Debatable: Should the Vice Chancellorís Salary be Removed?

Debatable: Should the Vice Chancellorís Salary be Removed?

Debatable is a column written by the Otago University Debating Society. The Debating Society welcomes new members and meets at the Business School every Tuesday at 6pm.


With the fucked-up state of academic institutions across the world in a neoliberal system where the Uni is run like a business, the relationship between the Vice Chancellor and the student body has degraded. How do we fix this? Simply remove the salary of the Vice Chancellor. Make it a labour of love, not of profit.

The obvious pitfall of making the Vice Chancellor a voluntary position is the inevitable exclusion of people who are not financially able, thus leaving the remaining majority stale, pale, and (for the most part) male. What we hopefully gain in return for this fundamentally increased potential to be an out-of-touch Suit is a revitalised spirit to take up the position for the sake of the next generation of Otago breathas. 

But volunteers are still subject to fault, still subject to motivations outside of what’s best for
today’s uni pest, and subject to Otago’s mysterious selection process. If we were to defund the position for the sake of purifying intentions and renewing dedication (all that groovy shit), these roles should then be selected by the very people the candidates are giving up pay for. A student-run election makes us all a little less resentful and likely manages the diversity problem better than Otago has for over seven decades (and the student body is NEVER wrong). 


It might be nice to stand on principles and, at a time when our university is financially struggling, it might be tempting to begin the cost-cutting at the top. But removing the salary of our Vice Chancellor is at best pointless and at worst actively harmful to the University going forward.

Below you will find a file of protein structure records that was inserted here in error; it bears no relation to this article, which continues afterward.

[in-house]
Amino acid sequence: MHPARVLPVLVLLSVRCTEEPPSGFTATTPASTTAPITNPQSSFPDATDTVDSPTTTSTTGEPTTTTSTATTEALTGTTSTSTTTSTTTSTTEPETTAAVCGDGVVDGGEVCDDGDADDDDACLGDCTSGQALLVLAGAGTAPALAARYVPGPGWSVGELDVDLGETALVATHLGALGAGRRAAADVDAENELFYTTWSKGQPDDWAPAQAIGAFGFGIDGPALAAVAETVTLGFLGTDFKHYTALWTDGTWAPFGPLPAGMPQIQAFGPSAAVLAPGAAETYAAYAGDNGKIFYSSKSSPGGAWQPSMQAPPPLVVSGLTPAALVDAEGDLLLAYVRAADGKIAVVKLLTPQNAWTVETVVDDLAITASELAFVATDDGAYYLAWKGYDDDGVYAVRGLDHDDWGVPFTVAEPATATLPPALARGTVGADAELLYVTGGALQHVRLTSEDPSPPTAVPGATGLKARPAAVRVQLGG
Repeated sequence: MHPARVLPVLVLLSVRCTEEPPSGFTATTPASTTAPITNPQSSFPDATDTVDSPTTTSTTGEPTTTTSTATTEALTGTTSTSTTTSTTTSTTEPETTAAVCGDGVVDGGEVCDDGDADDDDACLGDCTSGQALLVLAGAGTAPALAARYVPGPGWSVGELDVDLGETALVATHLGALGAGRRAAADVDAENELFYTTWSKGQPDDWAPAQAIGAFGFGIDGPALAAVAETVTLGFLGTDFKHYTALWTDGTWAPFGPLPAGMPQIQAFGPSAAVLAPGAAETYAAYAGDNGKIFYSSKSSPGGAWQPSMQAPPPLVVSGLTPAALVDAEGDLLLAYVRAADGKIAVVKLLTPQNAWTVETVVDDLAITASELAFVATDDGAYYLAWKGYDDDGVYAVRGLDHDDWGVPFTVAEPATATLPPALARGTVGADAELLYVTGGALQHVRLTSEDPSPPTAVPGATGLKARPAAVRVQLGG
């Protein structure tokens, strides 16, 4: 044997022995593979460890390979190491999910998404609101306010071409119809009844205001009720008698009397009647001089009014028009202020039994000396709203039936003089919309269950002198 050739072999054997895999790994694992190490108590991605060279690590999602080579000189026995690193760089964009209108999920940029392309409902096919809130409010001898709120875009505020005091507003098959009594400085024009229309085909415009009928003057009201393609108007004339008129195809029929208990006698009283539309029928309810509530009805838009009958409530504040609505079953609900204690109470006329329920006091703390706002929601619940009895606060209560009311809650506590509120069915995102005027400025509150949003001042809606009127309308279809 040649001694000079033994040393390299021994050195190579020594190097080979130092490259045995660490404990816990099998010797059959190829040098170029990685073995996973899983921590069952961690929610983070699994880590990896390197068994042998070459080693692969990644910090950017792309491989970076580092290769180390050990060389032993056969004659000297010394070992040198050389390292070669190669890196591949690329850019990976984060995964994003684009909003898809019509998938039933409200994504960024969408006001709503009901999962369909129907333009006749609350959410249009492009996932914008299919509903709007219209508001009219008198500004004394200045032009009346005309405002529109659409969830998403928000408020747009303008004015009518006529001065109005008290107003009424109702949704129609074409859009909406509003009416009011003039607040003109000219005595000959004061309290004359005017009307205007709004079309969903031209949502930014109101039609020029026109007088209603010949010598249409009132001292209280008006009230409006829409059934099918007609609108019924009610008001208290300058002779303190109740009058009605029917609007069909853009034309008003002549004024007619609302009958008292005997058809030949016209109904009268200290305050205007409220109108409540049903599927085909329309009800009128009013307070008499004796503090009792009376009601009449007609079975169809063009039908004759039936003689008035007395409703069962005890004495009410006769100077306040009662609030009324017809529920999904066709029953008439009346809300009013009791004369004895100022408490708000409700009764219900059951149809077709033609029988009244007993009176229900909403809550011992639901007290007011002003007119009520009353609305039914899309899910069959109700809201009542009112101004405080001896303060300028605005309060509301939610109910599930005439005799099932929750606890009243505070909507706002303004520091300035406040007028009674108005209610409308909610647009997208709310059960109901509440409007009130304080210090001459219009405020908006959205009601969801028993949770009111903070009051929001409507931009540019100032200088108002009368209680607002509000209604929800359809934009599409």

Getting the obvious out of the way, the removal of a salary is actively harmful to those who are coming from a poorer background, acting as a barrier to entry and therefore ensuring that the next Vice Chancellor is someone who has existing wealth and who is likely from a privileged background. Removing the salary would reinforce the existing financial barriers that exist in academia and ensure that future Vice Chancellors are less likely to be representative of the population who they are meant to serve. 

The role of Vice Chancellor is exceptionally stressful, especially considering the current state of our university. What sort of candidates are going to take up such a role without being compensated for it? We are likely to see highly skilled and qualified candidates simply opt out, and what's to stop another university from swooping in offering a shit load of cash and a cushy job at a different university? 

Removing the salary of a Vice Chancellor, we’d not only be turning any future Vice Chancellor into a benign fungus who is unlikely to achieve any of the real change necessary to keep Otago thriving; we’d also create a position that is only accessible to the wealthy and privileged ensuring that marginalised groups continue to be excluded from positions of authority. There are better ways to go about selecting a Vice Chancellor, sure. Maybe the selection process should be more transparent, and it goes without saying that the salary could definitely be lower, but as per usual the solution to our woes does not lie in poorly thought out radical change

This article first appeared in Issue 4, 2024.
Posted 6:17pm Sunday 17th March 2024 by Otago University Debating Society.